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Kinetic Molecular Theory

Basic Concepts

The gas laws developed by Boyle, Charles, and Gay-Lussac are based upon empirical observations and describe the behavior of a gas in macroscopic terms, that is, in terms of properties that a person can directly observe and experience. An alternative approach to understanding the behavior of a gas is to begin with the atomic theory, which states that all substances are composed of a large number of very small particles (molecules or atoms). In principle, the observable properties of gas (pressure, volume, temperature) are the consequence of the actions of the molecules making up the gas.

The Kinetic Molecular Theory of Gases begins with five postulates that describe the behavior of molecules in a gas. These postulates are based upon some simple, basic scientific notions, but they also involve some simplying assumptions. In reading a postulate, do two things. First, try to understand and appreciate the basic physical idea embodied in the postulate; this idea will ultimately be important in understanding the macroscopic properties of the gas in terms of the behavior the microscopic molecules making up the gas. Second, identify possible weakness or flaws in the postulates. Inaccurate predictions by a theory derive from flawed postulates used in the derivation of the theory.


  1. A gas consists of a collection of small particles traveling in straight-line motion and obeying Newton's Laws.
  2. The molecules in a gas occupy no volume (that is, they are points).
  3. Collisions between molecules are perfectly elastic (that is, no energy is gained or lost during the collision).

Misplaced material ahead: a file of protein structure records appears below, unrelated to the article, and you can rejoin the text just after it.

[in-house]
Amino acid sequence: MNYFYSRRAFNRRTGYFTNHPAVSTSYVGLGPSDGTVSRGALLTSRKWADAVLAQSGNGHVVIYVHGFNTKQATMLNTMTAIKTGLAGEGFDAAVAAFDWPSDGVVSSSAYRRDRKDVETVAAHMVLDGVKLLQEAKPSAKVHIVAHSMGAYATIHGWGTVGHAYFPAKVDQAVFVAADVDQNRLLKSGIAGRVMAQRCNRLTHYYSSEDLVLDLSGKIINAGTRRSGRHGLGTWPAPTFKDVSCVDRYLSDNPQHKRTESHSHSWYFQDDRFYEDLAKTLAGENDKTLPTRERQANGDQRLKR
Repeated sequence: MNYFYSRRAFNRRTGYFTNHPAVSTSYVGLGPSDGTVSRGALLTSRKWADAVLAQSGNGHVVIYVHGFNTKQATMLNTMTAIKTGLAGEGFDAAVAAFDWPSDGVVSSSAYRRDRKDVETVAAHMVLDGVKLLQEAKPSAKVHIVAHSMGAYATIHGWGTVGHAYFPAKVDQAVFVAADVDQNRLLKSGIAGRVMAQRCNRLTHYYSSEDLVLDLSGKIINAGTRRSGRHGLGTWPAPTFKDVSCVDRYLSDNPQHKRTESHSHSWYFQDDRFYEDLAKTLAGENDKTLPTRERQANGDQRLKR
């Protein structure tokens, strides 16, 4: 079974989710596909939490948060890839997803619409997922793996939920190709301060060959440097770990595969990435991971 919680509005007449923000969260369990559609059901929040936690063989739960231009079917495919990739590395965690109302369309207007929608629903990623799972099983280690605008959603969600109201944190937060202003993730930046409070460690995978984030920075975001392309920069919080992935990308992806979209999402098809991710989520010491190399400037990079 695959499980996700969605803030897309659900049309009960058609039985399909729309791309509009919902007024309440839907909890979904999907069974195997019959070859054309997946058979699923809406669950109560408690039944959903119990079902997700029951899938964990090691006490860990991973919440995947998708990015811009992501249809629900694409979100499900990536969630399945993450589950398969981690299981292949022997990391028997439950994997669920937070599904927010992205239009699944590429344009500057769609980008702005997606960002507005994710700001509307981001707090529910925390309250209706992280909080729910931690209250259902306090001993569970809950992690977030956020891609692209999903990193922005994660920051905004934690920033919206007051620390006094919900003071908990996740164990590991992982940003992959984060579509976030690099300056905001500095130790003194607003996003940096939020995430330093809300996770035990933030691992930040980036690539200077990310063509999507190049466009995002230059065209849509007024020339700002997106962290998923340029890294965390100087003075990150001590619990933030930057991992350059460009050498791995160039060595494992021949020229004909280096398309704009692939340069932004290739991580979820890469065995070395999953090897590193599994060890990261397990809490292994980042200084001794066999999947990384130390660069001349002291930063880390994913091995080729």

4. There are no attractive or repulsive forces between the molecules.
  5. The average kinetic energy of a molecule is 3kT/2. (T is the absolute temperature and k is the Boltzmann constant.)

Behavior of Molecules in a Gas

To illustrate the significance of these postulates, consider the box containing a single molecule shown below. Start the animation and observe the molecule, represented by the blue ball, bouncing and traveling back and forth across the box. The collisions with the walls are perfectly elastic. Energy is neither gained nor lost from the collision. Because the walls do not move, the molecule's speed is unaffected by the collision. The graph plots the particle speed as a function of time. Observe that the speed has a constant value.

Now consider the box below in which several molecules exist. Start the animation and observe the blue molecule. Unlike the system above, this system has multiple molecules and thus collisions between molecules occur. Observe how the speed (and direction) of the molecule changes as a result of a collision. Thus the speed of a given molecule is not constant. From one collision to the next the molecule speeds up, slows down, speeds up, etc.

The graph shows how the speed changes with time. Observe that the speed is a constant in between collisions. At the moment of each collision there is an abrupt change in speed (and in direction).

Averaged over a long period of time, the average kinetic energy of a given molecule is 3kT/2. Similarly, the average kinetic energy of a large number of molecules at a particular instant in time is 3kT/2.

Maxwell Distribution

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© 2001-2014 David N. Blauch